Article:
By doing so, two main goals can be achieved: (1) Workloads can easily be compared on multiple implementations, leading to a broader coverage and applicability (2) A comprehensive collection of workloads can be established, highlighting performance aspects in particular areas and possibly leading to a general benchmark suite.

Currently, nearly all of the features of the benchmarking service are implemented. The service undergoes internal testing to ensure stability and correctness, and also some more work is needed on documentation. We expect the service to become publicly available around the time of the XML Prague workshop.

[4] XML Mass Production in an Educational environment
Albert Juhé Brogue, Universitat Oberta de Catalunya

The UOC (Open University of Catalonia) is a distance university. His students have access to the learning experience through a virtual campus. The vitual classroom students can access a syllabus, a calendar, a bibliography and course materials, etc..

Since 2005 the UOC produces most of its materials in XML, today more than 50% of materials are already in XML.

MyWay is a project developed for the UOC formed by a set of tools to edit, deliver and transform contents in different formats. MyWay project made available for each person the content format most convenient for each moment. Currently students have the subjects in Web, PDF, ePub, mobipocket, mp3 (packet in Daisy format) and mp4 (videobook).

The multiformat generation service is a daemon that generates on its own the different formats for each of the subjects available at the SVN repository where we store all the XML's. Each of the format conversion implies the use of many XSLT stylesheets. A requirement we had for our stylesheet transformation engine is that it had to support two different XSLT implementations: Xalan (XSLT 1.0) and Saxon (XSLT 2.0). This was because some stylesheets were written in Xalan and others in Saxon. In order to solve this, we differentiated between these two implementations when caching a stylesheet: so that if a stylesheet was written in Xalan, we created the associated Template with the Xalan library.

[5] Approaches to Change Tracking in XML
Robin La Fontaine, DeltaXML

There are many different approaches to tracking document changes in XML. This paper looks at different use cases for situations where change to XML is important. We then review the different approaches used by some of the more popular formats, including OpenDocument, Open XML, DocBook, DITA and editors including XMetaL, oXygen and Xopus. These different approaches are discussed in order to illustrate the advantages and disadvantages of each approach in the context of the different use cases. As a prerequisite to the need to represent change, we first consider what constitutes a change in an XML document, as opposed to a change in an unstructured text document. This sets the scene for our more detailed discussion on the representation(s) of change.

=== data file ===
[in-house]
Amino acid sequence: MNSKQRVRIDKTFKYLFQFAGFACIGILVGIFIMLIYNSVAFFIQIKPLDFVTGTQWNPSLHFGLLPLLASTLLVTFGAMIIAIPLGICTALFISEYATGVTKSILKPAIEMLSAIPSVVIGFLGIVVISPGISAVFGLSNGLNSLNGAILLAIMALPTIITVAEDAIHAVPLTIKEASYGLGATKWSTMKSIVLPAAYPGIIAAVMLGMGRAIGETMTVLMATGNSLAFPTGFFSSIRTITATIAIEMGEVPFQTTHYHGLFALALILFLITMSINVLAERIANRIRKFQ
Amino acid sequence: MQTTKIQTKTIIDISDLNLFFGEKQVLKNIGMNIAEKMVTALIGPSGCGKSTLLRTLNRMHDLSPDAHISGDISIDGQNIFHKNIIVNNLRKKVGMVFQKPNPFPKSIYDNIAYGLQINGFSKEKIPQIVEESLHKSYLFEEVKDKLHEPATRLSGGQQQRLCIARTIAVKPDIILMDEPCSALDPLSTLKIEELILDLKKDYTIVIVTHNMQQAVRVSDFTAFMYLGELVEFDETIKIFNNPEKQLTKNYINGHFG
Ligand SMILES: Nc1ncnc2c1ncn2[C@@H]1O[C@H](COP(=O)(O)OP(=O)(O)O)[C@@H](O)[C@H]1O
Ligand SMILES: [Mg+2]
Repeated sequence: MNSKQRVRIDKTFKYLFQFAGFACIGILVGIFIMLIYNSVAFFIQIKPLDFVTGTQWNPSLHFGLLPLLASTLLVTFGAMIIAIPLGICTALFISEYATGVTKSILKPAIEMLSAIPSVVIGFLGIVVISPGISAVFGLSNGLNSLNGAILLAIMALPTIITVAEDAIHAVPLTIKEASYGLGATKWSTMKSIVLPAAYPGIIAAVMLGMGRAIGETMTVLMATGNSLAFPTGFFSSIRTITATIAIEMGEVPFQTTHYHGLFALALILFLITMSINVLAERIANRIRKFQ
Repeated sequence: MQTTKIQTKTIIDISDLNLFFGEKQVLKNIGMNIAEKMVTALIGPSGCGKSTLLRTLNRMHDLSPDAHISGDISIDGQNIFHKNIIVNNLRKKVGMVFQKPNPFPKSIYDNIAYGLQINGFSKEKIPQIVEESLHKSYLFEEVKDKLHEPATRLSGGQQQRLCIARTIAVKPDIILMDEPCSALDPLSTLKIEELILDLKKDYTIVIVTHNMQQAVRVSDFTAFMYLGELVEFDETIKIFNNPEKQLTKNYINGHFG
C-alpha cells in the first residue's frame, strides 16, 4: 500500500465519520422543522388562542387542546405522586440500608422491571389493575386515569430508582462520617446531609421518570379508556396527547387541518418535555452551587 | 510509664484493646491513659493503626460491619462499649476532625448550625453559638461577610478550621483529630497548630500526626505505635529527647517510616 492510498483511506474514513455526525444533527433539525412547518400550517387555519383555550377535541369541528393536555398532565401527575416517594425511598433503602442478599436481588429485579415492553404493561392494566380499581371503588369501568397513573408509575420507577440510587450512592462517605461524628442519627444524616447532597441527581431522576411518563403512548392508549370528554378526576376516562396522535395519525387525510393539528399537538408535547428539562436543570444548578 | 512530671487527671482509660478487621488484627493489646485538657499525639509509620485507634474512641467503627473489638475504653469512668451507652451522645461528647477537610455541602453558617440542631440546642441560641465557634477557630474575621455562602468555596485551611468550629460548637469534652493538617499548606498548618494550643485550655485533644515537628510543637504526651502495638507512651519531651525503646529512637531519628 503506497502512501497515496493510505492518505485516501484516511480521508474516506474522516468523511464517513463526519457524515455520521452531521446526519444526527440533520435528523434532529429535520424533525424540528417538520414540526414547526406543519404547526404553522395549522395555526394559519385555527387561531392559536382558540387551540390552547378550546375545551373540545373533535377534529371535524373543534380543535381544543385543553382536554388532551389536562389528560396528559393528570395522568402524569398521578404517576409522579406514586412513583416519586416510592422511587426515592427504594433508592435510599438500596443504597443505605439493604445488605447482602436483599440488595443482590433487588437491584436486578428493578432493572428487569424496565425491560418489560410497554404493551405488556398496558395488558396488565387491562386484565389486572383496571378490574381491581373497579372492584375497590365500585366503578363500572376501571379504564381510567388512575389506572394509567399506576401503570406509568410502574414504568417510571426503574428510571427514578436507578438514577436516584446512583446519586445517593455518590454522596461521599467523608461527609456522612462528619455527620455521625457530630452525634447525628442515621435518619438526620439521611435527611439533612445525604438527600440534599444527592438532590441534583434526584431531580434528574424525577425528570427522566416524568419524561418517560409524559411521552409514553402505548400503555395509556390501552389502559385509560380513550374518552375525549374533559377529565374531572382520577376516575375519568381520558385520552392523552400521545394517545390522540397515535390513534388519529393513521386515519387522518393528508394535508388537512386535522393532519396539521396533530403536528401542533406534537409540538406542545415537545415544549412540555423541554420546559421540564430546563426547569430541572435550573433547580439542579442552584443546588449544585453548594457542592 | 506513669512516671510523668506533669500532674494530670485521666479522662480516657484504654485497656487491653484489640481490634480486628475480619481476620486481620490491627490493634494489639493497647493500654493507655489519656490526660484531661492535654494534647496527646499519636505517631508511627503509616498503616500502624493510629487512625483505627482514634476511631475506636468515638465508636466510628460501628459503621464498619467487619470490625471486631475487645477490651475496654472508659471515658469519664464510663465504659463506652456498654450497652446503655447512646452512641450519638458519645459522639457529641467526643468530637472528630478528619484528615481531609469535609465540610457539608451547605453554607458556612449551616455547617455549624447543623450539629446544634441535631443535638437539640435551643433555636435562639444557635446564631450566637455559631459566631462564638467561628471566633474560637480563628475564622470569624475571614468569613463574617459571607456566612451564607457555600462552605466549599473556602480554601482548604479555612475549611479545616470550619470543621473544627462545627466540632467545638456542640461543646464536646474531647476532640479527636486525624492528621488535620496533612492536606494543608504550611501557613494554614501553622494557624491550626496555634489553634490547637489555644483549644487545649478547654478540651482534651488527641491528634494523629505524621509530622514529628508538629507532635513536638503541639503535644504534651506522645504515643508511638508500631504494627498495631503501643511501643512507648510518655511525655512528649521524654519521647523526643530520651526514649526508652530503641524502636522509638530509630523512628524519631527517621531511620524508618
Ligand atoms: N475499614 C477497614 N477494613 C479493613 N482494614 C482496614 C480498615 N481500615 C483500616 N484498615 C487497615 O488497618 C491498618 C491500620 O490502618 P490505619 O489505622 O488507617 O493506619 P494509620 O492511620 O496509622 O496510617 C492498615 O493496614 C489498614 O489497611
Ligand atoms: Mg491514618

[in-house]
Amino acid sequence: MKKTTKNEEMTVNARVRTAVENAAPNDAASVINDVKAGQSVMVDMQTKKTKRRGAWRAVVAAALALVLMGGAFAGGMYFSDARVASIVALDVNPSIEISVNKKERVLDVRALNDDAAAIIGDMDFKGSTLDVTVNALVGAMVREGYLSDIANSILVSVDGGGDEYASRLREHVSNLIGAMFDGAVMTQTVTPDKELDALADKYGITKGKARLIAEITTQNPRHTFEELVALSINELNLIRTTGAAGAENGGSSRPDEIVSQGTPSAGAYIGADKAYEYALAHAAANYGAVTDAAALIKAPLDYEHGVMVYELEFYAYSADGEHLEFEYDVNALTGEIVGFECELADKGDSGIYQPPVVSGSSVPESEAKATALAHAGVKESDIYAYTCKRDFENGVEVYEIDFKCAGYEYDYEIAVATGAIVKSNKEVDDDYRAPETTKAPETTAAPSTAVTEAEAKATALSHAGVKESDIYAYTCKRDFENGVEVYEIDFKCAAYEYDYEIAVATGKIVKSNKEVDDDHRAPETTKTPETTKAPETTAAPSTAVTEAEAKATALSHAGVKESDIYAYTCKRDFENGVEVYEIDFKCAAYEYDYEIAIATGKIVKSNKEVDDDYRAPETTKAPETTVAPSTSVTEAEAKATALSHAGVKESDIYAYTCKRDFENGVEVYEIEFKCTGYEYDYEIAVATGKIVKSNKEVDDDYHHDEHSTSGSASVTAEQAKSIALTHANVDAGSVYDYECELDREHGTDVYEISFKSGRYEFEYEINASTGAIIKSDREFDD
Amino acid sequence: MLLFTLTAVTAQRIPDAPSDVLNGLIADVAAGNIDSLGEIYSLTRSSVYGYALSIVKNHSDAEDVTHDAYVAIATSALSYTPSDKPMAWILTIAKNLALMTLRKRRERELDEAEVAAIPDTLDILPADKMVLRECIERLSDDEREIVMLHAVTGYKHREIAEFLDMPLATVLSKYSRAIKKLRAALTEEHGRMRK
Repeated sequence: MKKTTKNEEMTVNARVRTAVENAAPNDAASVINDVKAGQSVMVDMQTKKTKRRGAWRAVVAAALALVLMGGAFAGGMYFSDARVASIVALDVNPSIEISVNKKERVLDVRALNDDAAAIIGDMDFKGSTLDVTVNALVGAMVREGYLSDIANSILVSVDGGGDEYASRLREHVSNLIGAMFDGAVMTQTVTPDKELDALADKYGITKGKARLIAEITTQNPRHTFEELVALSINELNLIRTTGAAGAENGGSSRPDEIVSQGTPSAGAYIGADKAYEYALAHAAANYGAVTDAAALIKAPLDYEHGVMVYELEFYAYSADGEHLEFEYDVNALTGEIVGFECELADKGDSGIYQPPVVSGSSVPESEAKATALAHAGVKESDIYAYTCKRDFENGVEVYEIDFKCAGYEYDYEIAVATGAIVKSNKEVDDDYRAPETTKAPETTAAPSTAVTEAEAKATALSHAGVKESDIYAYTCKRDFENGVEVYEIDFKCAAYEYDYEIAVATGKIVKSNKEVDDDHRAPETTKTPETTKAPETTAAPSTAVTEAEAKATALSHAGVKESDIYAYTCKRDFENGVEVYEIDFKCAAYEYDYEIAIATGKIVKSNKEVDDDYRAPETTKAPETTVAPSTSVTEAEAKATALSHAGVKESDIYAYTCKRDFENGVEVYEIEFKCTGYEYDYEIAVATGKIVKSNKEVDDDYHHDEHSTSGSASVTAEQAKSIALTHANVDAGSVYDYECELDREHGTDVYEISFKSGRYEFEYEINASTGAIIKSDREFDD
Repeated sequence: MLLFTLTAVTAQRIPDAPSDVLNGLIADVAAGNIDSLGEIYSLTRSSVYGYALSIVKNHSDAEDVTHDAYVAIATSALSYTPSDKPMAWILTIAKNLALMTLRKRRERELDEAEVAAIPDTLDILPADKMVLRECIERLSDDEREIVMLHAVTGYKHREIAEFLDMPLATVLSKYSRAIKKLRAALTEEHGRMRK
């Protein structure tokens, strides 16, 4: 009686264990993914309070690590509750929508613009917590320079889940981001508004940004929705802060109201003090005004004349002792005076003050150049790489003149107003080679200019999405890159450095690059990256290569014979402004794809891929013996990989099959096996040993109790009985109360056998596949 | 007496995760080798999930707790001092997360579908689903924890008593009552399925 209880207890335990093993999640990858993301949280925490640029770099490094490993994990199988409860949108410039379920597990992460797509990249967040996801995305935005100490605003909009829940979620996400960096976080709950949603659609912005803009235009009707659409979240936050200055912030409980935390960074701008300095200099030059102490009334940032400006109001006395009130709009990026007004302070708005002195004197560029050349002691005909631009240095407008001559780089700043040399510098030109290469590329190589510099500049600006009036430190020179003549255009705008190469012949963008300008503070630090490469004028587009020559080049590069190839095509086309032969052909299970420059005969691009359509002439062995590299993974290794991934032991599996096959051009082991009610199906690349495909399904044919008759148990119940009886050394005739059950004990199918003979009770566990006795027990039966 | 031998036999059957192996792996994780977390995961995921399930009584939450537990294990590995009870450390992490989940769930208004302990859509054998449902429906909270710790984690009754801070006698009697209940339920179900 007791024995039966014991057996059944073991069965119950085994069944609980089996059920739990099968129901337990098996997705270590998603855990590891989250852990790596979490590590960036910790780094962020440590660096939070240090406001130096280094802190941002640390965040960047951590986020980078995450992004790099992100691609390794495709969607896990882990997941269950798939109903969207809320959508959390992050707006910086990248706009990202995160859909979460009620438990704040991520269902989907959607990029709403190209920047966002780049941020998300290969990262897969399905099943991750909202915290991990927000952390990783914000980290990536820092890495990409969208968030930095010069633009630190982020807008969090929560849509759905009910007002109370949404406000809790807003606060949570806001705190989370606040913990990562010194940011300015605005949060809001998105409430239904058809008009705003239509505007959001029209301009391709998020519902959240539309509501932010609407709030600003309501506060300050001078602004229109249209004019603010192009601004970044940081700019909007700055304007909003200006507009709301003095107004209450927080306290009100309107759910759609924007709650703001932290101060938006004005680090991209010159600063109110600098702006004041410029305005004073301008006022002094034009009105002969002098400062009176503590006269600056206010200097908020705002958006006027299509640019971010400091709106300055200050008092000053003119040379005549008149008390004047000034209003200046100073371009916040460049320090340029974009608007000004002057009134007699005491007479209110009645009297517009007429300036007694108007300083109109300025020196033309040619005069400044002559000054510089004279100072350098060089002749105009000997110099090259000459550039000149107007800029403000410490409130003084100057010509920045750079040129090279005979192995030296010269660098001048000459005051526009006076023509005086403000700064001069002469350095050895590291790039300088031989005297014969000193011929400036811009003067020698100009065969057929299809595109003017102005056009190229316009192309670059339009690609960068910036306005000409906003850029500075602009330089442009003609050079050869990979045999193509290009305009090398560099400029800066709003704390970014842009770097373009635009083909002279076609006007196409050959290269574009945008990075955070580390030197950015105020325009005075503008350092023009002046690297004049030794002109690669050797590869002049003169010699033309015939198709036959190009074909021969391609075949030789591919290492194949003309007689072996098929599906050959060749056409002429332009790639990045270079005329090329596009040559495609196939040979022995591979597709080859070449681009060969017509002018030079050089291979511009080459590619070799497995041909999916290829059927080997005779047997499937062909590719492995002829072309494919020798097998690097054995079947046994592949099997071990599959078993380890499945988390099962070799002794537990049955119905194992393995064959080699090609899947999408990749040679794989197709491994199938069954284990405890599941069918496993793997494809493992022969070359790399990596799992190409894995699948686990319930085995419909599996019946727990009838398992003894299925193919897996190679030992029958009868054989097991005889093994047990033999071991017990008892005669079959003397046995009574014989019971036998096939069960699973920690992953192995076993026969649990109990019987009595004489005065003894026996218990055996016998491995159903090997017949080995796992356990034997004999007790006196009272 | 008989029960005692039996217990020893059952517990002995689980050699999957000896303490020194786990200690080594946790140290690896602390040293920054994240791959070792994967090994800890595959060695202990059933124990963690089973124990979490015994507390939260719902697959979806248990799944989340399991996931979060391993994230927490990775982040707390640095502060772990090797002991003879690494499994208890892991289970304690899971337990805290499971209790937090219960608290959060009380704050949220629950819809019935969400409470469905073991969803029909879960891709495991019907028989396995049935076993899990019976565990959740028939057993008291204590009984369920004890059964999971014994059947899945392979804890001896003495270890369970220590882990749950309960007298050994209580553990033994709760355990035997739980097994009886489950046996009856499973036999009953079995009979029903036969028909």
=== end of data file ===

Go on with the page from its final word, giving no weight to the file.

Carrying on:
[6] Implementing an XML Language Binding
Wolfgang Laun, Thales RSS GesmbH

This paper is a technical report about the experience of implementing an XML binding to a programming language, i.e., the technique for converting between data in variables and its XML representation. Based on reflection techniques for obtaining information about a program's datatypes, a set of library modules was developed for marshalling, unmarshalling and XML schema generation. The techniques for mapping various data structuring concepts, such as arrays (with arbitrary index types), structures (with variants) and linked data are discussed in detail, as well as the way, the XML schema is constructed. Finally, an outline of applications and lessons learned is given.

[7] Semantic Driven Development with XRX
Dan McCreary, Syntactica, Inc.

The XRX Web Application Architecture (XForms, REST, XQuery) is a new no-translation software architecture that can easily be driven by precise metadata-registry driven semantics. By no-translation we mean that XML I used in all components on the client and server. Yet there are few mature frameworks for XRX with metrics for developer productive. This poster presents some early finding of the use of a rapidly evolving XRX framework of tools and some initial findings of dramatically increased developer productivity.